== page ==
Queensland Plans to Address Covid Gambling Uptick

The latest gambling data from the Queensland Government was concerning. Poker machine earnings increased significantly after officials lifted lockdown measures in 2020. It just so happened that the Queensland Government had already put together a five-year gambling harm minimization plan to start this year. That recently-released plan dictates some practical solutions to a worsening problem.

All in the Numbers

The Queensland Government recently released gaming machine data. It compared poker machine earnings reported in the last six months of 2019 to those corresponding months in 2020. Some thought the numbers would have decreased in 2020 due to the periodic shutdowns and capacity limitations on various establishments. Others believed that the unemployment and general economic instability due to the pandemic would keep people away from the pokies.

The reality was the opposite. More people played pokies during available times than before the pandemic. The numbers told the story:

  • July 2019 at $222,659,461 to July 2020 at $292,846,170 = 31.5% increase
  • August 2019 at $230,260,271 to August 2020 at $279,503,945 = 21.3% increase
  • September 2019 at $204,135,184 to September 2020 at $245,107,192 = 20.1% increase
  • October 2019 at $212,496,416 to October 2020 at $246,540,280 = 13% increase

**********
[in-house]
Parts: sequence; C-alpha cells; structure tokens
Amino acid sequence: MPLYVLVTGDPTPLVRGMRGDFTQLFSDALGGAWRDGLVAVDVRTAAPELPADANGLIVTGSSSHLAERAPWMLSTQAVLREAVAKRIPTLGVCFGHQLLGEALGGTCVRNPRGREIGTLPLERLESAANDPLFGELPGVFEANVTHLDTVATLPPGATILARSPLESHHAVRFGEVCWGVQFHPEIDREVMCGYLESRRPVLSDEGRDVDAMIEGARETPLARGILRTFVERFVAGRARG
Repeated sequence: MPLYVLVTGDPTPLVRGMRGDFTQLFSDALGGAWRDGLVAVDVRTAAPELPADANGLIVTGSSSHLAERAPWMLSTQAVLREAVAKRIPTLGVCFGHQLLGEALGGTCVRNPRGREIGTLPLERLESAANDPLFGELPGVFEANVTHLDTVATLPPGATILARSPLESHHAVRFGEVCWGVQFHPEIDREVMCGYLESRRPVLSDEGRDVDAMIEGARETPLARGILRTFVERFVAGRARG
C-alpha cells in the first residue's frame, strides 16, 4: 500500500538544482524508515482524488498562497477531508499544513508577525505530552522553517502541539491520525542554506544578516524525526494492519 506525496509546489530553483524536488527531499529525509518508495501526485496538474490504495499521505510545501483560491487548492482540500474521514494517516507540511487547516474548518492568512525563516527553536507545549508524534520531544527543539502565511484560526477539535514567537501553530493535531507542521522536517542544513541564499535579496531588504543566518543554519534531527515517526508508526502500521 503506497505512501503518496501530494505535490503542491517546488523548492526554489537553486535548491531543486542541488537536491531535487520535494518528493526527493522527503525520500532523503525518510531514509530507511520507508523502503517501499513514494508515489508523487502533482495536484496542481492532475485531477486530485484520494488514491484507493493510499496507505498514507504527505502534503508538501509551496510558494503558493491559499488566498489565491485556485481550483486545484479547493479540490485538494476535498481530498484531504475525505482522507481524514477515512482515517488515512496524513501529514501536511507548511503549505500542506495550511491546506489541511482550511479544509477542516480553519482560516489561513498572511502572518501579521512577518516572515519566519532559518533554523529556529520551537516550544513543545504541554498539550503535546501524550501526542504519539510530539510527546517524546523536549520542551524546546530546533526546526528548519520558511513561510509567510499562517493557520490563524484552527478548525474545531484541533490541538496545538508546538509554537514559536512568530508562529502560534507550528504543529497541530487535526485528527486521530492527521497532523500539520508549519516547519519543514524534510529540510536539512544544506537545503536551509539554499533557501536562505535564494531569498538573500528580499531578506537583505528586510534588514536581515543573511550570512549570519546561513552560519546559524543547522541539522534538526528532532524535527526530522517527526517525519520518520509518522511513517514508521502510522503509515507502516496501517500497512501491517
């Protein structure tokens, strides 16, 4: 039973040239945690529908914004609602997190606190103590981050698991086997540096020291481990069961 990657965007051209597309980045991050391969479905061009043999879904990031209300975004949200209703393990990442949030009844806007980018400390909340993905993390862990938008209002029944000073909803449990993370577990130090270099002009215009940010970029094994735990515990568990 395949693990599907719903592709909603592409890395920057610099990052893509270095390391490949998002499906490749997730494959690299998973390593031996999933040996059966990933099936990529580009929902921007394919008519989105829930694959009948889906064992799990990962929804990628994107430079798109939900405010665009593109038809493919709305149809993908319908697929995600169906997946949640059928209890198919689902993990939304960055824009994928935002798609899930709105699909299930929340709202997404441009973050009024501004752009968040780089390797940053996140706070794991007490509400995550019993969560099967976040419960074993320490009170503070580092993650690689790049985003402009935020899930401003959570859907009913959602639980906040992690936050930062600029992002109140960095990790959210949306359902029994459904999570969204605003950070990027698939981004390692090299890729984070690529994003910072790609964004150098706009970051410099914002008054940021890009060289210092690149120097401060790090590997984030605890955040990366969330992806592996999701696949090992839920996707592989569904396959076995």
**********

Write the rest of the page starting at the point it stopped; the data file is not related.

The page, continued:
• November 2019 at $207,490,489 to November 2020 at $225,160,460 = 8.5% increase
  • December 2019 at $210,115,814 to December 2020 at $253,783,875 = 20.7% increase

According to ABC News, pokies players in Queensland lost $2.8B – that’s billion – in the past 12 months.

In fact, that $2.8B number is the highest loss in a particular year since 2004.

Possible Reasons for Spikes

Former gambler and current community educator for Relationships Australia David McAnalen believes that employment stresses and uncertainty, combined with government subsidy payments during the worst of the pandemic, prompted more gambling. He told ABC News that gambling is comforting to some people. It is not even so much about the money as the feeling of winning.

Central Queensland University gambling researcher Alex Russell told ABC believed a lot of money from the JobKeeper and JobSeeker government programs went to pokies. The machines are readily available and one of the few forms of recreation opened – when clubs and pubs opened – for people anxious to find entertainment and excitement after the lockdowns.

The two men hail from very different backgrounds and experiences but form the same conclusion. Gambling harm initiatives must start earlier as more of a prevention or stop-gap. Helping people after the addictions have caused damage is one thing. But working harder to try to prevent the addictions in the first place is a better goal.

Minimization Plan Introduction

Attorney-General and Minister for Justice Shannon Fentiman MP took the opportunity at the kickoff of Responsible Gambling Awareness Week to reveal Queensland’s gambling harm minimization plan for 2021-2025. It was a comprehensive look at an action plan for the government, industry, and community.

Using a public health approach, the plan presents a holistic view of problem gambling, as well as related determining factors and the value of interventions. While studies provide important data, evidence has shown that more people experiencing harm from gambling don’t fit traditional criteria. That leads to the conclusion that it is more important than ever to take action to reduce the potential for gambling harm. And it needs to happen before the harm occurs.